- The Washington Times - Friday, October 25, 2002

The Pentagon is preparing to resume a high-level strategic dialogue with China's military that was put on hold after a U.S. EP-3 surveillance aircraft and a Chinese jet collided last year, defense officials said.
The talks would be a resumption of the Defense Consultative Talks launched during the Clinton administration and criticized by some Senate Republicans and Pentagon officials as one-sided in favor of helping China's military.
Lt. Cmdr. Jeff Davis, a Defense Department spokesman, said he had no announcement to make on whether a new round of defense talks would be announced this week during the summit in Texas between President Bush and Chinese President Jiang Zemin.
Expanded military talks will be raised during meetings today between Mr. Bush and Mr. Jiang, defense officials said.
The last round of talks were held in November 2000 and included Chinese Lt. Gen. Xiong Guangkai, chief of military intelligence, and Undersecretary of Defense Walter Slocombe.
The next round of talks could be held in December, the officials said.
Cmdr. Davis suggested that the talks will resume.
"We feel progress in the overall bilateral relations supports a strategic policy dialogue between our two militaries," Cmdr. Davis said. "The past year has seen the emergence of serious challenges to global peace and stability and we feel that a strategic dialogue with China on these issues would be useful."
Lower-level exchanges already have been under way, including the visit to China recently by Vice Adm. Paul G. Gaffney II, president of the National Defense University. Adm. Gaffney was the highest ranking U.S. officer to visit China since the April 1, 2001, EP-3 incident.
During the incident, a Chinese F-8 interceptor jet collided with the EP-3 over the South China Sea, killing the Chinese pilot and forcing the EP-3 to make an emergency landing on China's Hainan Island.
The 24-member U.S. crew was held captive by the Chinese for 11 days before being released. China then forced the U.S. military to cut up the reconnaissance aircraft and send it home in pieces.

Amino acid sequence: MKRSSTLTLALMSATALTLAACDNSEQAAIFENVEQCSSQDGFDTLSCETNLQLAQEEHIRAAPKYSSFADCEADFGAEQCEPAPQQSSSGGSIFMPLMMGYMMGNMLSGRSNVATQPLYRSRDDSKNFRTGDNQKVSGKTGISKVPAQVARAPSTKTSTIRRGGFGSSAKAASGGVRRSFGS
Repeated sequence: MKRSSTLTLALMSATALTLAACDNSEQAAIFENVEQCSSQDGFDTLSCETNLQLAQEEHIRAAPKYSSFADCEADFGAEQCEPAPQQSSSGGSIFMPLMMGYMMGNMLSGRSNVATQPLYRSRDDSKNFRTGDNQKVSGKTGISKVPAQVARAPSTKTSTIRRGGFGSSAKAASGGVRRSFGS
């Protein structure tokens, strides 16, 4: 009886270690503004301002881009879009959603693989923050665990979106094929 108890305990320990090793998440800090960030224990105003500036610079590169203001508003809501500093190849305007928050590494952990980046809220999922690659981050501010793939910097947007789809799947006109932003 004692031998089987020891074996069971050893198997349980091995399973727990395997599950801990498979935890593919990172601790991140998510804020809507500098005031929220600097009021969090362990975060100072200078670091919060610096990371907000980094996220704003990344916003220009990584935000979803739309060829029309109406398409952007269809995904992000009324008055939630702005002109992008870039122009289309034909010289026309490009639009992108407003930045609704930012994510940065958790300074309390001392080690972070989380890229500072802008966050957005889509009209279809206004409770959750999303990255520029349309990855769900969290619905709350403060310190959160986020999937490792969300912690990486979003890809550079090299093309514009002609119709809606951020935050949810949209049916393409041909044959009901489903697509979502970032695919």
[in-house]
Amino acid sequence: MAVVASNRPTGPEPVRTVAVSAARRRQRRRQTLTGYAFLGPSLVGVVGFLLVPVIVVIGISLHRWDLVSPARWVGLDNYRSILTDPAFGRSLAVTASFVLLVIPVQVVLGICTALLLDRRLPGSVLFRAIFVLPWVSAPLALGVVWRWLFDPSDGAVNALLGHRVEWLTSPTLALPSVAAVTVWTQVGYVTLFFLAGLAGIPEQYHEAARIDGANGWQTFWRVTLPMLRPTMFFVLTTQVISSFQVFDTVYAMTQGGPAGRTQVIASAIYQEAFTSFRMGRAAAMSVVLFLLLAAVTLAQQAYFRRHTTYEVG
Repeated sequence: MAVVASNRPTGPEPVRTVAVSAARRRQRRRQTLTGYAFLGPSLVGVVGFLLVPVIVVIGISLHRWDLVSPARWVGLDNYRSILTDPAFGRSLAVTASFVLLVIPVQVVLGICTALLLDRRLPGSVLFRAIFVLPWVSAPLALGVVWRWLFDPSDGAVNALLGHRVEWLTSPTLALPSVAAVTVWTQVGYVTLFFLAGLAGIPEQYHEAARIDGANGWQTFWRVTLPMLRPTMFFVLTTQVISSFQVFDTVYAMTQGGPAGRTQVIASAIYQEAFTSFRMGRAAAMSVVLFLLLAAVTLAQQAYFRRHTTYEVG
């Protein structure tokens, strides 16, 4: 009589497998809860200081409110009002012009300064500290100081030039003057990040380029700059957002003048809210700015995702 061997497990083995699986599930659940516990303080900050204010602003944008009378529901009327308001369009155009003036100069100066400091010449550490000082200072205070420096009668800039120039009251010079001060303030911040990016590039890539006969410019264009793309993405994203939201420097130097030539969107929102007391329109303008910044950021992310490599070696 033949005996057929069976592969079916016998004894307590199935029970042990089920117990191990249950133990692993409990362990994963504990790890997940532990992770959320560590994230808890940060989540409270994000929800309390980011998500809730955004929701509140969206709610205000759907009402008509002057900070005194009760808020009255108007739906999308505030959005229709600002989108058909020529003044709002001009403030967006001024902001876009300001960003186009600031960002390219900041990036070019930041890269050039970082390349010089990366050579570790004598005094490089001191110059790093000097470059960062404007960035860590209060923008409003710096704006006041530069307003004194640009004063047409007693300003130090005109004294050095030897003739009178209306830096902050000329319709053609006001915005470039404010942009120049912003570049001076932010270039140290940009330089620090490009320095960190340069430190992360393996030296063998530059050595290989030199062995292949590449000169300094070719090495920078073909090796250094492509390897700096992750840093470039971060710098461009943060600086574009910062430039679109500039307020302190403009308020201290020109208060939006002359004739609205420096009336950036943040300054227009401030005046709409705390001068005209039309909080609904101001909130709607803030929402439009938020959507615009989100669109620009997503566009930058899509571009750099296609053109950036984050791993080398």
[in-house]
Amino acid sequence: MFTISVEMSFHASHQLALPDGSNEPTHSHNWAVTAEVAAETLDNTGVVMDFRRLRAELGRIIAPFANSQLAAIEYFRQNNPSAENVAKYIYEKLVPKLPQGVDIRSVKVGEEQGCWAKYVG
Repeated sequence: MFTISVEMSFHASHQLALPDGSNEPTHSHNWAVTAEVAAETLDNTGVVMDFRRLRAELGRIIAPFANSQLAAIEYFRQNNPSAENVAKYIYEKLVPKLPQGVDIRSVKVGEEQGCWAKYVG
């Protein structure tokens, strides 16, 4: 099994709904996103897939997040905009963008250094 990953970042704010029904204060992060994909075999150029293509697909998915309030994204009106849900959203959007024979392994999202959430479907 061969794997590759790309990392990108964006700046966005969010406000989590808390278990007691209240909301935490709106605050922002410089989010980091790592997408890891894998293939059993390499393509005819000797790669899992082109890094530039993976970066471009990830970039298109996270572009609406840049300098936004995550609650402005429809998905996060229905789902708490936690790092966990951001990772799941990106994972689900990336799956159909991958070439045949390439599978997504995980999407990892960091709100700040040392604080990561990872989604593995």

Critics of China in Congress and the Pentagon said the incident showed the failure of a key reason for U.S.-China military contacts: increased communication between the two militaries in times of crisis.
For two days after the collision, Chinese military officials refused to have any contacts with U.S. counterparts.
Sen. Robert C. Smith, New Hampshire Republican and a co-author of legislation curbing U.S. military contacts with China, yesterday urged Mr. Bush to move cautiously in expanding military ties with China.
"I do not believe China will be a reliable ally in the war on terrorism, or on the issue of North Korea, their ally," Mr. Smith said in a statement. "At the very least, I believe that full reciprocity should be made as a condition to resume contacts, as well as strict compliance with the Smith/DeLay guidelines, as passed by Congress in 1999."
The guidelines, named after Mr. Smith and House Majority Whip Tom DeLay, Texas Republican, were imposed to prevent China from gaining militarily from the exchanges.
Chinese military officers under the old program were treated to visits to advanced U.S. military facilities, including a sensitive joint war-fighting experimentation center near Norfolk. U.S. military visitors to China were limited to seeing outdated military facilities and staged exercises that appeared designed more for propaganda.
Meanwhile in Beijing, Attorney General John Ashcroft announced yesterday the FBI is opening an office in Beijing aimed at improving cooperation against terrorism.
"The United States and China agree that the most important response to terrorism is that we act cooperatively and swiftly," Mr. Ashcroft said at a news conference at the U.S. Embassy.

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